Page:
The Efficiency of Sharecropping: Evidence from the Postbellum South
In this article, we investigate why sharecropping rose sharply in the postbellum South. Our hypothesis is that sharecropping was desirable because sharecropped farms could be more productive than owner-operated farms and perhaps more productive than rented farms. Using the data from the postbellum South, we find strong empirical support for this hypothesis. Our results show that the output elasticity of sharecropped farms is higher than that of owner-operated farms on all occasions and that of rented farms on some occasions. The differences in productivity are statistically significant, and the results are very robust. These empirical results refute the long-held notion that sharecropping is inefficient. Contrary to the view that, like a tax, sharecropping produces disincentives to work, the results in this article suggest that sharecropping might have created an incentive among farmers for its rapid and widespread use in the postbellum South.
To our knowledge, this item is not available for
download. To find whether it is available, there are three
1. Check below under "Related research" whether another version of this item is available online.
2. Check on the provider's web page whether it is in fact available.
3. Perform a search for a similarly titled item that would be available.
Volume (Year): 69 (2003)
Issue (Month): 3 (January)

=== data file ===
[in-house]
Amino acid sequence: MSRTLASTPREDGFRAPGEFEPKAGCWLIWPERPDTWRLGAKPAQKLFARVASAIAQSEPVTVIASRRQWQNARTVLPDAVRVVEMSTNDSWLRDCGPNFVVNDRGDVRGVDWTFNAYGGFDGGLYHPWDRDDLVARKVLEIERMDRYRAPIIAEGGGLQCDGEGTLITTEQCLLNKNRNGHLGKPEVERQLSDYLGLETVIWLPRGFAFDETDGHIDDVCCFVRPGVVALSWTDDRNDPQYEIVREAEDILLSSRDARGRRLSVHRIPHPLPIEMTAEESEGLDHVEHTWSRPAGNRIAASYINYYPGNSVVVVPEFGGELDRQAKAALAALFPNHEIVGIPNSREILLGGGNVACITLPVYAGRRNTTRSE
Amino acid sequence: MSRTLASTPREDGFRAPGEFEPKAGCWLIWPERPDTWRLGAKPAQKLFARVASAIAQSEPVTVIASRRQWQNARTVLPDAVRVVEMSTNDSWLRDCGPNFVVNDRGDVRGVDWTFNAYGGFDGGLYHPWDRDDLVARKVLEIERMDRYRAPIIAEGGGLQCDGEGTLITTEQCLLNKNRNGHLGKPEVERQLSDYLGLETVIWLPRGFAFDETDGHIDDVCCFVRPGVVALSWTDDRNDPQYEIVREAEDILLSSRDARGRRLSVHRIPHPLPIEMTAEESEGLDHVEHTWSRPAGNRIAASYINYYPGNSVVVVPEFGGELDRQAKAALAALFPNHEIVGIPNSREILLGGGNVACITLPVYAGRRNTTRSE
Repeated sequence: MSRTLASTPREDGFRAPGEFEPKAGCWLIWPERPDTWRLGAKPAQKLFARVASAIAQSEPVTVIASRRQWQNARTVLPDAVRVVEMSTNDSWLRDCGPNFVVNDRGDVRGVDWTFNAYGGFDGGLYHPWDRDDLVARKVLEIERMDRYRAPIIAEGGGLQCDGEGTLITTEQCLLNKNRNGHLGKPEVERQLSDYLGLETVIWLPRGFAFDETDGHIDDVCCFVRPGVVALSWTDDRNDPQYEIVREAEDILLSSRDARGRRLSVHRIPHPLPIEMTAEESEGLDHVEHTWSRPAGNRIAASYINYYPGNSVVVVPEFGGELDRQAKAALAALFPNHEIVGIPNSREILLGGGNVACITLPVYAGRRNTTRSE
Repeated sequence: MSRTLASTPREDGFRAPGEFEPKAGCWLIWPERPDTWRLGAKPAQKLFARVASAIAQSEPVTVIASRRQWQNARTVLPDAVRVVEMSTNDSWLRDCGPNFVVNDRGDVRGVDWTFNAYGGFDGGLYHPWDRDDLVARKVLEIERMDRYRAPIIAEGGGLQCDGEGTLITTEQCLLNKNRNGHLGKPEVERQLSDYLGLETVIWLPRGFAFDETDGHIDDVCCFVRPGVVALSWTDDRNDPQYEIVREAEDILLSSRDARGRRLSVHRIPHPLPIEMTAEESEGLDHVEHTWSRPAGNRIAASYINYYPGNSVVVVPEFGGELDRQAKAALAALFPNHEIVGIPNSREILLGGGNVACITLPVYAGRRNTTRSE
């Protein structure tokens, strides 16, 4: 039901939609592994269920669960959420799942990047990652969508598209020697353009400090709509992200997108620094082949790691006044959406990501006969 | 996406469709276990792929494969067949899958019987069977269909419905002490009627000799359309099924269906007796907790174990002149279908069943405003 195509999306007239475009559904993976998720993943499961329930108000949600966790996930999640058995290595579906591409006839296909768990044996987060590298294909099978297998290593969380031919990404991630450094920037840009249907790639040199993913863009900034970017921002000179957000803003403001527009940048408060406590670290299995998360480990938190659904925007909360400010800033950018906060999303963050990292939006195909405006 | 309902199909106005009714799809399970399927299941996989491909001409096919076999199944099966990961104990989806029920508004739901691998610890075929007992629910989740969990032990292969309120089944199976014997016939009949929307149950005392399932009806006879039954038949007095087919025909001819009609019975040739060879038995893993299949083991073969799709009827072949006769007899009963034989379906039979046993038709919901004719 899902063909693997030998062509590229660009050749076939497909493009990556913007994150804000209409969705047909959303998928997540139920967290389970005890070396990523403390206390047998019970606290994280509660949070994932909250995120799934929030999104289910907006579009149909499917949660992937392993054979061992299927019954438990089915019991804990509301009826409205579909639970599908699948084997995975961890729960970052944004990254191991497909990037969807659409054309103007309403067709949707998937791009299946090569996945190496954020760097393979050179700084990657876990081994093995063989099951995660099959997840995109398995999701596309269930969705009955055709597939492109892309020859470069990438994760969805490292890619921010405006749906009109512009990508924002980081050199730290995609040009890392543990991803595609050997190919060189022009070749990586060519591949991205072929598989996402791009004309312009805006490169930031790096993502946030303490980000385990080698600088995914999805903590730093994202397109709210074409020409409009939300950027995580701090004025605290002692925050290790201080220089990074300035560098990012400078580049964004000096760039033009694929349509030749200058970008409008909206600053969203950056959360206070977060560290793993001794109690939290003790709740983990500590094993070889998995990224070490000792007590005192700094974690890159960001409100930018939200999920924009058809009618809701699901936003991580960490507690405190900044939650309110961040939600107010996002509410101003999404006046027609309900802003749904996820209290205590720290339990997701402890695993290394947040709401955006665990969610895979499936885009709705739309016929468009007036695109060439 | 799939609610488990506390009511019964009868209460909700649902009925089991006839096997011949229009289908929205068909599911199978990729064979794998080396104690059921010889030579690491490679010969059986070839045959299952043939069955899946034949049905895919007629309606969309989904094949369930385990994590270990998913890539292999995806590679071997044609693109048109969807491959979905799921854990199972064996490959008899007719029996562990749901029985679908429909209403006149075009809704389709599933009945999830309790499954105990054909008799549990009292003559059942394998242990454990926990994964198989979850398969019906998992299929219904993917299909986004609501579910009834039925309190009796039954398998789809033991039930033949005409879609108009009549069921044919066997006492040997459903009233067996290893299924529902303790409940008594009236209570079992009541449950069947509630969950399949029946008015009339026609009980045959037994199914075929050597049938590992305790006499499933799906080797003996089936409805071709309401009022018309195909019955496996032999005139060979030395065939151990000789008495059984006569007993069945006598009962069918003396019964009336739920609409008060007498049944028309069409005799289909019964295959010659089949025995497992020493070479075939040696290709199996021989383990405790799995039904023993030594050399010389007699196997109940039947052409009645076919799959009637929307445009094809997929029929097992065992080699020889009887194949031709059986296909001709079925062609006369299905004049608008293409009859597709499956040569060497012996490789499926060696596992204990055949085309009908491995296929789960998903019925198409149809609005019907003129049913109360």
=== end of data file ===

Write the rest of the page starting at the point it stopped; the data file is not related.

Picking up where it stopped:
|Contact details of provider:|| Web page: http://www.southerneconomic.org/|
More information through EDIRC
When requesting a correction, please mention this item's handle: RePEc:sej:ancoec:v:69:3:y:2003:p:578-595. See general information about how to correct material in RePEc.
For technical questions regarding this item, or to correct its authors, title, abstract, bibliographic or download information, contact: (Laura Razzolini)
If you have authored this item and are not yet registered with RePEc, we encourage you to do it here. This allows to link your profile to this item. It also allows you to accept potential citations to this item that we are uncertain about.
If references are entirely missing, you can add them using this form.
If the full references list an item that is present in RePEc, but the system did not link to it, you can help with this form.
If you know of missing items citing this one, you can help us creating those links by adding the relevant references in the same way as above, for each refering item. If you are a registered author of this item, you may also want to check the "citations" tab in your profile, as there may be some citations waiting for confirmation.
Please note that corrections may take a couple of weeks to filter through the various RePEc services.